Twitter is one of the most powerful social channels for businesses. Not only is it handy for social customer service, but it’s also great for brand building and awareness.

Twitter chats are a popular choice among individuals and businesses looking to help build their brand exposure, while also gaining new followers and interacting with people. All too often Twitter is used as a one-sided sales funnel, and people seem to forget the interaction side of things.

I’ve just recently wrapped up one of the most interactive Twitter chat’s I’ve been a part of (#AdvTravelChat), and let me tell you, that was intense.

I’ve hosted Twitter chats several times now, and seem to learn something new each time.

Today I wanted to share some great tips on how to host a Twitter chat:

1. Know your purpose

I was recently asked to co-host a Twitter chat with some travel industry experts. This week’s chat was about road tripping, which is the subject of another blog I run. My area of expertise in that blog is specifically focused on road trip tips, and our various road trip experiences. So it was no surprised that I was asked to co-host a Twitter chat on road tripping.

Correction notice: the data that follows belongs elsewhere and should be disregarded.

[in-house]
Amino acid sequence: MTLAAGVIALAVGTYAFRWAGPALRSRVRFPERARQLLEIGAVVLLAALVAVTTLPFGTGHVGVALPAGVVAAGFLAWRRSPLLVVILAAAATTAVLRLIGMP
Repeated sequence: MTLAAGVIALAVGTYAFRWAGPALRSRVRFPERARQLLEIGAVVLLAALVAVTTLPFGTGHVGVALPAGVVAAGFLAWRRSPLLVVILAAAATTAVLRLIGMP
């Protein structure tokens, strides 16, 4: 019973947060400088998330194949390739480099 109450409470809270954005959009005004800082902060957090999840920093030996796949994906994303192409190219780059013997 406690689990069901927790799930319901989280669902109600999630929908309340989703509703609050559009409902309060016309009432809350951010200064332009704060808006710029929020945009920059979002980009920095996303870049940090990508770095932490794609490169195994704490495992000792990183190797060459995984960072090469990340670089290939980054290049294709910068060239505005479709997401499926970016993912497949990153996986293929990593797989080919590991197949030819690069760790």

Once you know your specific focus on your chat, this will help narrow down your questions you want to ask during the chat, who you might want to co-host the chat with you, and if this is a new chat you’re starting – what your chat hashtag will be.

Tip: If you’re new to the world of Twitter chats, you can use tools like to search for existing Twitter chats. It’s a good idea to participate in a few chats to help get the feel of how things work.

2. Pre-schedule your questions

One of the best ways to prep for a Twitter chat is to pre-schedule your chat questions in advance. I like to use Hootsuite to pre-schedule my questions. This will give you more free time to interact with others and respond to people’s answers to your questions while the chat is taking place.

Tip: include images in your chat questions. It’s a great visual aid that will help get the attention of not only chat participants, but also draw in the attention of newbies to your chat as it`s taking place.

3. Promote, Promote, Promote

Prior to your chat starting, it`s a good idea to promote your chat as it helps encourage people to participate. I personally like to write a featured blog post about the upcoming chat, give people the date, time, hashtag to use, and a rundown of the questions we`re going to be asking so they know in advance. This also gives me a link to tweet out to followers in advance with detailed information.

Here’s an example of a pre-scheduled promotional tweet:

Join us tomorrow from 12pm - 1pm as we chat about #_________. Details here (include a link to your blog post).

Pssst … our #_______ chat begins in 20 mintues. Join us

4. Go live with your chat